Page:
After Mike Dodge was laid off from Microsoft last month after 5 years working for the software giant, he was immediately scooped up by Google. In a recent interview he shared some of his thoughts concerning Microsoft and Google and the differences between the two companies. The one comment he made does seem to sum up where Microsoft may be heading, since his opinion of Microsoft is that they look a lot like IBM was in 1985.
But this one sentence seems to express how many feel about Microsoft today:
Microsoft is still a powerful company – $60 billion in revenue and very profitable – but I think after 20 years they are losing the innovation edge. The most innovative companies today are Google, Apple and Facebook. Very few companies can dominate an industry for more than 20 years. It is just the natural competitive cycle. Another factor – Bill Gates leaving the company. The transition was smooth, but not having Bill there every day has far-reaching implications.
I personally believe that Bill Gates leaving did have a far-reaching implications, not only inside Microsoft, but also outside of the firm. Mr. Ballmer does not seem to convey confidence in the company. There was also this statement:
Microsoft is a vast company with products in just about every market. It is tough to compete and be the leader in every market. Even in desktop operating systems, where Microsoft has dominated for years, Vista has been a disappointment. So, you can never rest, never stop innovating. Windows 7 looks like a pretty solid product.
Vista will leave a mark on the company for many years to come. Rushing the operating system to market hurt the credibility of Microsoft and even though Windows 7 is an improvement, some still sting from the problems Vista caused and how it took almost a year to fix issues with the OS.
So what do you think?
Yesterday, November 11, 2009, many of the news services were reporting on an interview with Microsoft partner group manager, Simon Aldous. The article, which has been quoted around the Internet, is titled ‘Microsoft’s New Vision.’ Microsoft claims that the statement is being misquoted by the Apple fanboy sites that seem to be enjoying themselves at the expense of Microsoft. In the interview it is stated that:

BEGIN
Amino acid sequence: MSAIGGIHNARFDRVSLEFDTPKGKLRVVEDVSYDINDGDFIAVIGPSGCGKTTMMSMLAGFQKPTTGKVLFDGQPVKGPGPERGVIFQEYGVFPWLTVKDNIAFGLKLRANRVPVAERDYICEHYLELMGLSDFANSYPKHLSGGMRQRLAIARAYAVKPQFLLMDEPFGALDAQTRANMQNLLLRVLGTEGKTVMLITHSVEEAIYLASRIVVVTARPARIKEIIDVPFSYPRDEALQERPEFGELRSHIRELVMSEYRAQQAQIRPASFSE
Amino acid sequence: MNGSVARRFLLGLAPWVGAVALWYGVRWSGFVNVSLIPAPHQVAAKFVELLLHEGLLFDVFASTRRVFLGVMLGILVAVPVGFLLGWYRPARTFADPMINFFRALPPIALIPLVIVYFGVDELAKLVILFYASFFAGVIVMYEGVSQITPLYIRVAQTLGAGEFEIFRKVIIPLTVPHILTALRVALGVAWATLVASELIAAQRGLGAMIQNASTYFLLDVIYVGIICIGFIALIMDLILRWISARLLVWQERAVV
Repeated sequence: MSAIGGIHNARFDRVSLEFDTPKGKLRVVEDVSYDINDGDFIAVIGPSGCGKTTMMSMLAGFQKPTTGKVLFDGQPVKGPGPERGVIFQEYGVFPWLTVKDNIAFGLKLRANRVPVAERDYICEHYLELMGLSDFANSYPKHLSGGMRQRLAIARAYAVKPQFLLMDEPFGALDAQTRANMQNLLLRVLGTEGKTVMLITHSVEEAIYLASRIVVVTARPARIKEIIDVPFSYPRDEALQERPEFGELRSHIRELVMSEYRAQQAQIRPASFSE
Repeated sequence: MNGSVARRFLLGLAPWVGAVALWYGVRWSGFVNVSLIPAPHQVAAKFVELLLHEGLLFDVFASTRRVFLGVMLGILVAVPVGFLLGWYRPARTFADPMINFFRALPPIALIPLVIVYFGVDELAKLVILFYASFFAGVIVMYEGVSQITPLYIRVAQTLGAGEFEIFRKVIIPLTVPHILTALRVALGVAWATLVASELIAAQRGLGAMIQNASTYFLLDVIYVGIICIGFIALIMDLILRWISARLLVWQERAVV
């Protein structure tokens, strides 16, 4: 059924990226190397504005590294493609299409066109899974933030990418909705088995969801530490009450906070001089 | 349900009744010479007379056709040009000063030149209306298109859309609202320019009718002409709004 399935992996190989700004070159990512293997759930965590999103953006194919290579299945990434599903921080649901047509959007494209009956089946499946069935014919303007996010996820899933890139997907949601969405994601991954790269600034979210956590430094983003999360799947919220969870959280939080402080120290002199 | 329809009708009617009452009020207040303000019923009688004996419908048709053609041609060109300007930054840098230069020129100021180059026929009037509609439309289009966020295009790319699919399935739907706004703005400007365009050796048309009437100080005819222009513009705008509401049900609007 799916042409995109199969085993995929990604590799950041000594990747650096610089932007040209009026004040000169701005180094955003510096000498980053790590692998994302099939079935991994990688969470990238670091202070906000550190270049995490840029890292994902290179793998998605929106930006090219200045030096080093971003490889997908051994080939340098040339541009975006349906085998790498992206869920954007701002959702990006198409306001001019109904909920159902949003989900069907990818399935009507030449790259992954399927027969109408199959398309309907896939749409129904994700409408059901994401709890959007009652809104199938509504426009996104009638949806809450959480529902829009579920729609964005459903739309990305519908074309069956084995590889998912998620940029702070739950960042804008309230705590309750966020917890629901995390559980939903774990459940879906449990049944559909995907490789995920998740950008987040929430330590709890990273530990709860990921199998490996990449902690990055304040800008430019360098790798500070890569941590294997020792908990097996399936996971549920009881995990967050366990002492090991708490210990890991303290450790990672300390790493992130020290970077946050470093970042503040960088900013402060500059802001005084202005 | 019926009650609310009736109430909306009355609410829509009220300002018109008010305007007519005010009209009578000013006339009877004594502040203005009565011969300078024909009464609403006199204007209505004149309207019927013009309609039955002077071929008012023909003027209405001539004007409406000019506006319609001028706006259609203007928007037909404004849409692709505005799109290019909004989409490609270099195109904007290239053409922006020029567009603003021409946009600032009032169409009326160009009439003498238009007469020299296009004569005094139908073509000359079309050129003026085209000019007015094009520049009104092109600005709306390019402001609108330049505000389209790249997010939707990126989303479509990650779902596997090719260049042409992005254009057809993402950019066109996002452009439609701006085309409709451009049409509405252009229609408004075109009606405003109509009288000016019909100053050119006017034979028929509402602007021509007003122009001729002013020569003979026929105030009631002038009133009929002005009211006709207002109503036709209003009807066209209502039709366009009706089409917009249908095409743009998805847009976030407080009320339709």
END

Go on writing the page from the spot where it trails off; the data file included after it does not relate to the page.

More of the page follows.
Is Windows 7 really a much more agile operating system, in terms of the specific uses it can be moulded to?
The interesting thing is, it’s basically the next version of Vista. Vista was a totally redesigned operating system from XP. We’ve improved upon Vista in that way. We’ve stripped out a lot of the code, we’ve made a lot of it much more efficient, it sits on a smaller footprint, it operates far more quickly, it’s far more agile and effective in terms of the calls it makes. I saw an article recently that described it as ‘Vista on steroids’, and in some ways you can absolutely relate to that.
One of the things that people say an awful lot about the Apple Mac is that the OS is fantastic, that it’s very graphical and easy to use. What we’ve tried to do with Windows 7 – whether it’s traditional format or in a touch format – is create a Mac look and feel in terms of graphics. We’ve significantly improved the graphical user interface, but it’s built on that very stable core Vista technology, which is far more stable than the current Mac platform, for instance.
According to one site it alleges that Microsoft actually copied the look of Mac. Microsoft has responded with its own blog article, which states that:
An inaccurate quote has been floating around the Internet today about the design origins of Windows 7 and whether its look and feel was “borrowed” from Mac OS X. Unfortunately this came from a Microsoft employee who was not involved in any aspect of designing Windows 7. I hate to say this about one of our own, but his comments were inaccurate and uninformed.
Not being a Mac user I haven’t a clue how much Windows 7 looks like OS X or not. Maybe our readers can enlighten us as to the statements being made that Microsoft stole the look of a Mac or not.
Comments as always are welcome.
Original PCR interview source
Microsoft Blog site source from Brandon LeBlanc
Twitter is not resting on their laurels nor their popularity and have make changes to their UI which appear to have taken some pages from Apple. The new look provides the following new features according to the Twitter Blog:
Following and Followers Page Improvements
When you click on the Following and Followers links from your Twitter home page, you’ll notice that we’ve upgraded the design of these pages and added features. Instead of a basic list, there are now actions you can perform that provide a better overall experience. For example, you can turn on SMS, unfollow, mention, block, direct message, and more. Tip: You can also view the accounts that someone else is following and follow them yourself.
If you Tweet see what you think of the new changes and share your thoughts.
Image from TechCrunch
If you haven’t dropped by Linux.com recently you will be in for a surprise. The site has a new look and is loaded with hot Linux information. Besides news, community and a distribution center, they also host a learning center. The new look is sure to attract more visitors to the site now that the site have been made easier to navigate.
The folks at Linux.com describe their site as:
For the community, by the community, Linux.com strives to be the central source for informed, reasonable, and intelligent Linux information, software, documentation and answers across the server, desktop/netbook, mobile, and embedded areas.
The “By Community” phrase in this description is very genuine: we want Linux.com users to feel as if they can contribute to the site from day one. This means more than just commenting on articles and other content (though we welcome that, too)–it means making connections with others, suggesting new content, helping us bring in or link to existing content, and joining the community as a Linux.com blogger.